A church service and a far-right demo have marked the death of a German following a fight with two Afghans. Authorities are striving to prevent a repeat of the violence that flared after a similar incident in Chemnitz.
The mood in the suburban playground in Köthen on Monday morning was a mixture of sadness, tension and hostility toward the press. A small number of locals in the town in the eastern state of Saxony-Anhalt came by, some with flowers to add to those that had collected around a tree near an empty climbing frame.
This was the spot where a fight broke out on Saturday between two Afghan men and Markus B., which resulted in the 22-year-old German's death in hospital.
By the evening, the area was a hive of activity. Köthen's police force, reinforced from across Germany, had much to contend with, when three gatherings took place within a few hundred meters of each other.
First, the church in the central square held a small memorial prayer for Markus B., though Pastor Martin Olejnicki also used a brief sermon to call for peace in the city on what promised to be a nervy evening.
That sentiment was shared by Saxony-Anhalt State Premier Reiner Haseloff, who attended the service along with about a hundred Köthen residents, who lined up to light a candle for the dead man.
Outside the church, Haseloff told reporters that "I hope it will be a peaceful evening tonight, and that the rule of law will be left alone to do its work."
"I think Köthen has already sent out a wonderful signal," the state premier added, "in that the church yesterday immediately called a sermon, and the people here showed that this is a peaceful town, that people here want to live in peace, and that these incidents cannot be instrumentalized."
Definitely no Nazis here
Haseloff's statement seemed optimistic, given that a few dozen neo-Nazis had already gathered at a square couple of hundred yards away for their regular Monday demo — they were clustered around a PA system hooked to a car battery playing the Nazi-era first verse of the German national anthem.
Despite this, and an abundance of facial tattoos and sports clothing by far-right-linked brands such as Thor Steinar and Pro Violence, one of the speakers insisted this wasn't a neo-Nazi demo, and media reports to the contrary were the work of the "Lügenpresse" (lying press).
That denial was repeated at the "march of mourning" from the town's central square to the playground led by thepopulist Alternative for Germany (AfD) and joined by some of the neo-Nazis from Monday's demo, swelling the numbers to a group of about 500.
At the playground, a wreath was laid by a local AfD leader, who called on the marchers to disperse peacefully as soon as they had paid their respects.
Despite the AfD's insistence that this was not a political event — and no speeches were held or AfD flags displayed — some of the demonstrators carried signs that said Saturday's death was "Merkel's integration" at work, or wore T-shirts that read "multiculturalism kills."
Köthen lies about 160 kilometers (100 miles) southwest of Berlin
The incident had already raised fears of comparisons with Chemnitz two weeks ago — when another deadly fight triggered far-right demos and violence.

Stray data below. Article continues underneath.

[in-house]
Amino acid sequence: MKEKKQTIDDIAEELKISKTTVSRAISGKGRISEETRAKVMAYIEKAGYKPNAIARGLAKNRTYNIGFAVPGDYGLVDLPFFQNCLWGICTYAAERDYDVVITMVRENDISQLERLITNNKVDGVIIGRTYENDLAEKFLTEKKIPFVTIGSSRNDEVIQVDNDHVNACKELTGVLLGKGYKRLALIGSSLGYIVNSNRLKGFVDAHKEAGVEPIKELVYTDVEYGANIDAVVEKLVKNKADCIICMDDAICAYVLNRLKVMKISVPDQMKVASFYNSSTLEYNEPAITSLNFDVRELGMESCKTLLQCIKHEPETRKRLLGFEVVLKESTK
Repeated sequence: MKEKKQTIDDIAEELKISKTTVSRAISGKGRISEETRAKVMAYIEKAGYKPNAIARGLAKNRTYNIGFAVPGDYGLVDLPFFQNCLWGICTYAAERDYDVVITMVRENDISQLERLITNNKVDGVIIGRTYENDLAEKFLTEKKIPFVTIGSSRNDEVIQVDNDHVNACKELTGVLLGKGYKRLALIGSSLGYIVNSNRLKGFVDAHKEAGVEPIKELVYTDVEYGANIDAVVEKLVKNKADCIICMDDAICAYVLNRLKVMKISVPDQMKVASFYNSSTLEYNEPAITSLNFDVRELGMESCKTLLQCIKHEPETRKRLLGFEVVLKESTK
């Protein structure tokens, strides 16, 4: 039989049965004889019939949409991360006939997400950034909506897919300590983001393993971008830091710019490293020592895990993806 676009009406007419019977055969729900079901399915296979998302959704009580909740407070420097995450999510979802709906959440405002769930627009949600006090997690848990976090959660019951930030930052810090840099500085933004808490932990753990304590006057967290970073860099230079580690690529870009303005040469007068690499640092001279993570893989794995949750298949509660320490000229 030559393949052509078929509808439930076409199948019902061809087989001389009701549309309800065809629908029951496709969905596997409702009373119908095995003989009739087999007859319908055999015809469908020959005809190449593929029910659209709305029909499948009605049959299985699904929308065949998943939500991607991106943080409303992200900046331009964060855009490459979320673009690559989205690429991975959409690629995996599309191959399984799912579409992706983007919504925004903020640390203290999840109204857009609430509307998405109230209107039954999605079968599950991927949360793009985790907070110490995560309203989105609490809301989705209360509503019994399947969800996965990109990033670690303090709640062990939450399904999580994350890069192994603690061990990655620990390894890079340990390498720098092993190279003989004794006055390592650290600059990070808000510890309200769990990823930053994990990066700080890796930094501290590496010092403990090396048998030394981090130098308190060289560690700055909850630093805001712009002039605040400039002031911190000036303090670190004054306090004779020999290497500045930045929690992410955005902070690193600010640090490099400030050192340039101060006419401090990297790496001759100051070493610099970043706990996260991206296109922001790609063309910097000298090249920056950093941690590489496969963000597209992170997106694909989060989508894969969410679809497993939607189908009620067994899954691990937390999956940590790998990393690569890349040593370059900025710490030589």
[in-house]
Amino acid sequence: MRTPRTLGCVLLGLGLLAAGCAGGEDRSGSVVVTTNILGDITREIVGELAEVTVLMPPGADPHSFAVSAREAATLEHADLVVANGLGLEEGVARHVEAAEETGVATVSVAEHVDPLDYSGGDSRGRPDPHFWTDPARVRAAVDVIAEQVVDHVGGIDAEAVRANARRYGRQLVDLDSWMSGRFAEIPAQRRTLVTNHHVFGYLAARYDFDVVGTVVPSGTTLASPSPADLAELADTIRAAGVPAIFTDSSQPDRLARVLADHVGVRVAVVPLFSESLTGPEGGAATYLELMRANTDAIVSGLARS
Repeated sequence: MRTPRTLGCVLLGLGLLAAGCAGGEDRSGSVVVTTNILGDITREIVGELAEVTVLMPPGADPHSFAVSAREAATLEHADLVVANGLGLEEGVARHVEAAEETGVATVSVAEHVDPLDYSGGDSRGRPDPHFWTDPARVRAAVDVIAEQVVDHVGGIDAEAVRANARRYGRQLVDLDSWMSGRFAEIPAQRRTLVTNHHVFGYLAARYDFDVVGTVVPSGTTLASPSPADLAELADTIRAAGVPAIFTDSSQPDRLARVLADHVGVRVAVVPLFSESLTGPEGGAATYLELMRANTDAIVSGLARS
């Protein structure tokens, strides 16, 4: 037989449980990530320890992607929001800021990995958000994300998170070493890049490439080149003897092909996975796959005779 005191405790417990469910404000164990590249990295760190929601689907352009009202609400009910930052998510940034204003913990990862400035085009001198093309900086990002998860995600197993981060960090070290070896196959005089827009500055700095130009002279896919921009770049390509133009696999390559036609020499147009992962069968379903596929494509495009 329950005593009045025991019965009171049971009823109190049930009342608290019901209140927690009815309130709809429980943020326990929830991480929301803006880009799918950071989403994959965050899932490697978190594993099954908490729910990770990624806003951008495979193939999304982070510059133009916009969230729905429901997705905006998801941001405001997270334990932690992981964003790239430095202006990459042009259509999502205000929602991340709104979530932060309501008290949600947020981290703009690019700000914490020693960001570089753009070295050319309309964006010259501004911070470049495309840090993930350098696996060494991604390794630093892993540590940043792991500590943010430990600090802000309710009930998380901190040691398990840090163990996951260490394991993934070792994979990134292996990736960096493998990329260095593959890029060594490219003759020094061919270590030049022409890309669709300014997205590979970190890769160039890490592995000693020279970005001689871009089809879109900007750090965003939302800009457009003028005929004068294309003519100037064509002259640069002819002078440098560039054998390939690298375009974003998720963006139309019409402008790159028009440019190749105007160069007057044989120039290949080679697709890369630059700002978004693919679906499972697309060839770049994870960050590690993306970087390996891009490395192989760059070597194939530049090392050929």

But there were also calmer heads in Köthen on Monday. "It was in the major media outlets, and then it got round really quickly," said Dennis Krüger, a young man who was also paying his respects at the playground. "And it got bigger and bigger because of the Chemnitz thing, and I think if it hadn't been for what happened in Chemnitz it wouldn't have got so big in Köthen."
Köthen's mayor, Bernd Hauschild, told DW his town would not become a "second Chemnitz."
"There has always been solidarity between all parties here," he said.
About 2,500 people had taken part in a spontaneous protest the night before, however. Saxony-Anhalt Interior Minister Holger Stahlknecht said the number included a group of 400 to 500 "from the far-right scene," including some who had traveled from the neighboring states of Thuringia and Lower Saxony.
It was these people, he said, who were responsible for far-right slogans and speeches heard on Sunday. Local police confirmed that they are investigating several social media and press reports of neo-Nazi hate speech being used at the demo.
One of these reports came from the taz newspaper, which said David Köckert, leader of the far-right THÜGIDA movement from Thuringia, had made a speech in Köthen that included the passage: "This is a war, and you can really say that — a race war against the German people that is happening here and we have to defend ourselves from it. Do you want to stay like sheep that bleat, or do you want to become wolves that rip things up?"
Anger in Köthen
Interior Minister Stahlknecht and Justice Minister Anne-Marie Keding were at pains to point out in a press conference that the injuries Markus B. received in the fight had not themselves been life-threatening. He had "very likely" died of "acute heart failure" brought about by a pre-existing condition. The two suspects are now in custody, being investigated for grievous physical harm resulting in death.
That news did nothing to assuage the anger of the people bringing flowers to the playground, some of whom were openly hostile to the handful of journalists gathered there. One man spat at a DW cameraman attempting to film him, sending him away with a sharp "next time there'll be trouble."
Others were willing to talk to the press — but were no less angry. "I feel terrible," one young man, Clemens Bahn, told DW. "People who do something like this need to be put up against a wall and shot."
Bahn, who said he had gone to school with Markus B., described him as "my best friend, a really nice, quiet guy." "It's awful he died so young," he added, before going over to the spot to stand alone for some time.